I received the xt25bg60-04 and wg148r
I removed the faceplates they were also screwed and glued down i never pullled one apart and I couldn’t find a video.

I did accidentally gently pull from the wrong section but pushed it back down got a flat head screwdriver wrapped the screwdriver in electrical tape to stop it Scratching up the surface and I had to put some twisting force between the actual face plate and tweeter right between the glue join it separates in two I installed the 3D printed adaptor should of used petg but only had pla+ at the time slapped on the wave guide and it looks good there is a bit of a difference I played a couple of tones 3.5khz 12khz and 16khz on the signal gen only on 1v peak to peak.

I might end up gluing the 3D printed adapter on to the tweeter body because it’s not really a good idea just using 3 screws I could literally move it if a gently press on it and I’ll throw some glue tack or butyl rubber around the adaptor to the wave guide there’s 2 slight openings between the wave guide and the adaptor plate I could glue it but if I ever want to change tweeter for what ever reason I can reuse the wave guides because there massive hole in the baffle and don’t want to fill it in with wood rather reuse wave guide.

So far so good.

Anyone know where I can find butyl rubber in Australia in like a string shape like second skin does in USA.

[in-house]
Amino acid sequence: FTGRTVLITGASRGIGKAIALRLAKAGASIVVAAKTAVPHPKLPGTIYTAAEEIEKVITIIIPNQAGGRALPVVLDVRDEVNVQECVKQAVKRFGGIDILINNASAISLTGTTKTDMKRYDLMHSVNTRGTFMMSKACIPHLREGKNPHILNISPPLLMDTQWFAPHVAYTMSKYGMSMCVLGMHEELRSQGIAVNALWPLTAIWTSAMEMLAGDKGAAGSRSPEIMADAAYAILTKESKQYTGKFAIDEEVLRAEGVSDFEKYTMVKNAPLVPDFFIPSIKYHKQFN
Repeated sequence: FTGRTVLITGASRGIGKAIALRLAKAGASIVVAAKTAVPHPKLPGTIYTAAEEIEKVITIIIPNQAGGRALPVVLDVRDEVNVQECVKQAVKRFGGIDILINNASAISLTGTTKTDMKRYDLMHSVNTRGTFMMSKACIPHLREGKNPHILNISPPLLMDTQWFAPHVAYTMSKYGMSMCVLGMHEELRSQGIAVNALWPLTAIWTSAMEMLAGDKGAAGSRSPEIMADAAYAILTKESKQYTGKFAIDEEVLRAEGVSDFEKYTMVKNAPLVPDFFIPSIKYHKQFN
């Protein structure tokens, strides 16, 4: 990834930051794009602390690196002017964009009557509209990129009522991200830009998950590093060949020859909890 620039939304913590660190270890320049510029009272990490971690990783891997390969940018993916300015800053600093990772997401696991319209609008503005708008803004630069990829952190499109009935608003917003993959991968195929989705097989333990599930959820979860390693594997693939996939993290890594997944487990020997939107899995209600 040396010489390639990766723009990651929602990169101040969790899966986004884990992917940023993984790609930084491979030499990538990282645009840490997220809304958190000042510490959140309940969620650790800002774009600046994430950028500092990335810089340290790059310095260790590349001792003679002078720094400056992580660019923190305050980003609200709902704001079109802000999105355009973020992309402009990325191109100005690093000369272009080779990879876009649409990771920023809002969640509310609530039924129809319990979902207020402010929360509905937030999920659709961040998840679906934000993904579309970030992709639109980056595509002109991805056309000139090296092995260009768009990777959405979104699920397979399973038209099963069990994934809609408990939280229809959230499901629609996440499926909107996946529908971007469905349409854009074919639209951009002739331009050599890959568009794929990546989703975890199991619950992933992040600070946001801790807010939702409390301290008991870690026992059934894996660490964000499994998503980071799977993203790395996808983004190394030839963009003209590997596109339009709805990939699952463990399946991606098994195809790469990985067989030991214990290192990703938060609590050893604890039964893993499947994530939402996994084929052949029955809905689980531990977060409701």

Cheers
Rick

Btw i thought the tweeters where damaged because DigiKey thought it was a grate idea to not shipp the drivers in the original box but just wrap them separately Bubble wrap them and then place both drivers together in a bag then in a box with 2 layers of paper mesh stuff the magnet of one was touching the phase plug so lucky that it didn’t crush the diaphragms I sent digikey a email they apologised for the warehouse doing the wrong thing.

Idk why they did what they did but lucky they are not damaged.

Sorry for long post.
 
I forgot the photo
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@profiguy I had to go with another company for foam because last company wanted me to spend a min of $400 AUD or $263 USD just on foam
¯\(ツ)/¯ idk why have a min spend of $400 seems weird.

So I found a new company which has similar specs of the foam plus I think I found the adhesive spray you was talking about and it’s local ish
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@profiguy I think I messed up bad on driver location on the baffle the midrange driver is so close to the foam and the cut out is about 15mm away from mdf / the bottom of the sealed enclosure I wanted to place all the drivers as close as possible but idk if I’m going to run in to any issues of the midrange sound idk what do you think do you think it will be ok.

btw that 3M spray adhesive is good stuff I and should of used gloves lol


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I think you'll be ok with the tweeter being that close, but make sure you countersink the mid flush with the baffle. If you're concerned about tweeter diffraction from the surround, you can use some thin, medium density wool felt or open cell foam in the height of rhe surround, placed around the tweeter dome perimeter to "soak up" some of the higher frequency radiated energy and create an acoustically flat surface. The idea is to soak up some of the HF energy so it doesn't reach and diffract at the mid surround. JBL did this with their LE26 cone tweeter.